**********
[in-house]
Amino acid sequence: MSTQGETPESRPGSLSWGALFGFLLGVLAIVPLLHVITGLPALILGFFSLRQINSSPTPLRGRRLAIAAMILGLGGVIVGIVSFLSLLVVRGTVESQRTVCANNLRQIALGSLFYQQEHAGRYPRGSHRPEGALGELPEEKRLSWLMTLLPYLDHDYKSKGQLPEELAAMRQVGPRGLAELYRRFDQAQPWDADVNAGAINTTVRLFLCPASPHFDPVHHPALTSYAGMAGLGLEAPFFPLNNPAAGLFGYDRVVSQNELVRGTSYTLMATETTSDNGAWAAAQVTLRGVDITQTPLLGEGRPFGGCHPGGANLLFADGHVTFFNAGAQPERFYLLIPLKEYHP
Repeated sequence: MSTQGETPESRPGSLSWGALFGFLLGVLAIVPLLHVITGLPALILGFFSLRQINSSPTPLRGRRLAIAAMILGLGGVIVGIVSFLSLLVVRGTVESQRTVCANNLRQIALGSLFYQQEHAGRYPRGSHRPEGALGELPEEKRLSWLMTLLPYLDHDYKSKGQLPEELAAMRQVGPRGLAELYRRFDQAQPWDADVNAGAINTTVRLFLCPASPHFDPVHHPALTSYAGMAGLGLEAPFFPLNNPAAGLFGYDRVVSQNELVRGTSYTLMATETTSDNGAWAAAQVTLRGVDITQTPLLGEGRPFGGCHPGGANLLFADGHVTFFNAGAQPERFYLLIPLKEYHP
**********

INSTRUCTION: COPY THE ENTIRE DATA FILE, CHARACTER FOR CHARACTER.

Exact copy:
[in-house]
Amino acid sequence: MSTQGETPESRPGSLSWGALFGFLLGVLAIVPLLHVITGLPALILGFFSLRQINSSPTPLRGRRLAIAAMILGLGGVIVGIVSFLSLLVVRGTVESQRTVCANNLRQIALGSLFYQQEHAGRYPRGSHRPEGALGELPEEKRLSWLMTLLPYLDHDYKSKGQLPEELAAMRQVGPRGLAELYRRFDQAQPWDADVNAGAINTTVRLFLCPASPHFDPVHHPALTSYAGMAGLGLEAPFFPLNNPAAGLFGYDRVVSQNELVRGTSYTLMATETTSDNGAWAAAQVTLRGVDITQTPLLGEGRPFGGCHPGGANLLFADGHVTFFNAGAQPERFYLLIPLKEYHP
Repeated sequence: MSTQGETPESRPGSLSWGALFGFLLGVLAIVPLLHVITGLPALILGFFSLRQINSSPTPLRGRRLAIAAMILGLGGVIVGIVSFLSLLVVRGTVESQRTVCANNLRQIALGSLFYQQEHAGRYPRGSHRPEGALGELPEEKRLSWLMTLLPYLDHDYKSKGQLPEELAAMRQVGPRGLAELYRRFDQAQPWDADVNAGAINTTVRLFLCPASPHFDPVHHPALTSYAGMAGLGLEAPFFPLNNPAAGLFGYDRVVSQNELVRGTSYTLMATETTSDNGAWAAAQVTLRGVDITQTPLLGEGRPFGGCHPGGANLLFADGHVTFFNAGAQPERFYLLIPLKEYHP